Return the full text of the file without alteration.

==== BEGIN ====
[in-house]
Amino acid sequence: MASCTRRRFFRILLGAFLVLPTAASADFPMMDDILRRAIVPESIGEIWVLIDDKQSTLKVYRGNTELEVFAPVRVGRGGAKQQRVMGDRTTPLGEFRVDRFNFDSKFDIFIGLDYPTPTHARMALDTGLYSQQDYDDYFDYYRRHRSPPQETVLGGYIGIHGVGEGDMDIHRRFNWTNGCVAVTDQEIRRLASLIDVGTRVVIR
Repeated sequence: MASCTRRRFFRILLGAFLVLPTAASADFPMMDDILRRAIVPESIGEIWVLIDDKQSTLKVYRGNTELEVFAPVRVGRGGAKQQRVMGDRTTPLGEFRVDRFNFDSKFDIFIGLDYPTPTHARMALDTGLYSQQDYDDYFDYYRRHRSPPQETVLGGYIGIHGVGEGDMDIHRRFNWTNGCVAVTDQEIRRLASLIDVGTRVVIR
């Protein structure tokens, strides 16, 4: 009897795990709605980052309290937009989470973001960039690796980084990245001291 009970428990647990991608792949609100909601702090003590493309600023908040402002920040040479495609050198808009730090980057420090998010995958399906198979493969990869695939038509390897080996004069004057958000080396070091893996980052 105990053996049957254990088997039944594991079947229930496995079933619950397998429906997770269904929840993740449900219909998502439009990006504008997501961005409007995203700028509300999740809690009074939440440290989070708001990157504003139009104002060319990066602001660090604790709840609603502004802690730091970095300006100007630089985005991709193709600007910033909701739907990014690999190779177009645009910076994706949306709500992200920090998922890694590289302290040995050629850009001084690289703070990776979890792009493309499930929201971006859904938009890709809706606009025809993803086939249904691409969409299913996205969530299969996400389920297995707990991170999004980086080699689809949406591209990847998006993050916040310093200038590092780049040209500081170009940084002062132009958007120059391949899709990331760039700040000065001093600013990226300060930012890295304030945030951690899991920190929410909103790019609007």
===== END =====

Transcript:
[in-house]
Amino acid sequence: MASCTRRRFFRILLGAFLVLPTAASADFPMMDDILRRAIVPESIGEIWVLIDDKQSTLKVYRGNTELEVFAPVRVGRGGAKQQRVMGDRTTPLGEFRVDRFNFDSKFDIFIGLDYPTPTHARMALDTGLYSQQDYDDYFDYYRRHRSPPQETVLGGYIGIHGVGEGDMDIHRRFNWTNGCVAVTDQEIRRLASLIDVGTRVVIR
Repeated sequence: MASCTRRRFFRILLGAFLVLPTAASADFPMMDDILRRAIVPESIGEIWVLIDDKQSTLKVYRGNTELEVFAPVRVGRGGAKQQRVMGDRTTPLGEFRVDRFNFDSKFDIFIGLDYPTPTHARMALDTGLYSQQDYDDYFDYYRRHRSPPQETVLGGYIGIHGVGEGDMDIHRRFNWTNGCVAVTDQEIRRLASLIDVGTRVVIR
């Protein structure tokens, strides 16, 4: 009897795990709605980052309290937009989470973001960039690796980084990245001291 009970428990647990991608792949609100909601702090003590493309600023908040402002920040040479495609050198808009730090980057420090998010995958399906198979493969990869695939038509390897080996004069004057958000080396070091893996980052 105990053996049957254990088997039944594991079947229930496995079933619950397998429906997770269904929840993740449900219909998502439009990006504008997501961005409007995203700028509300999740809690009074939440440290989070708001990157504003139009104002060319990066602001660090604790709840609603502004802690730091970095300006100007630089985005991709193709600007910033909701739907990014690999190779177009645009910076994706949306709500992200920090998922890694590289302290040995050629850009001084690289703070990776979890792009493309499930929201971006859904938009890709809706606009025809993803086939249904691409969409299913996205969530299969996400389920297995707990991170999004980086080699689809949406591209990847998006993050916040310093200038590092780049040209500081170009940084002062132009958007120059391949899709990331760039700040000065001093600013990226300060930012890295304030945030951690899991920190929410909103790019609007």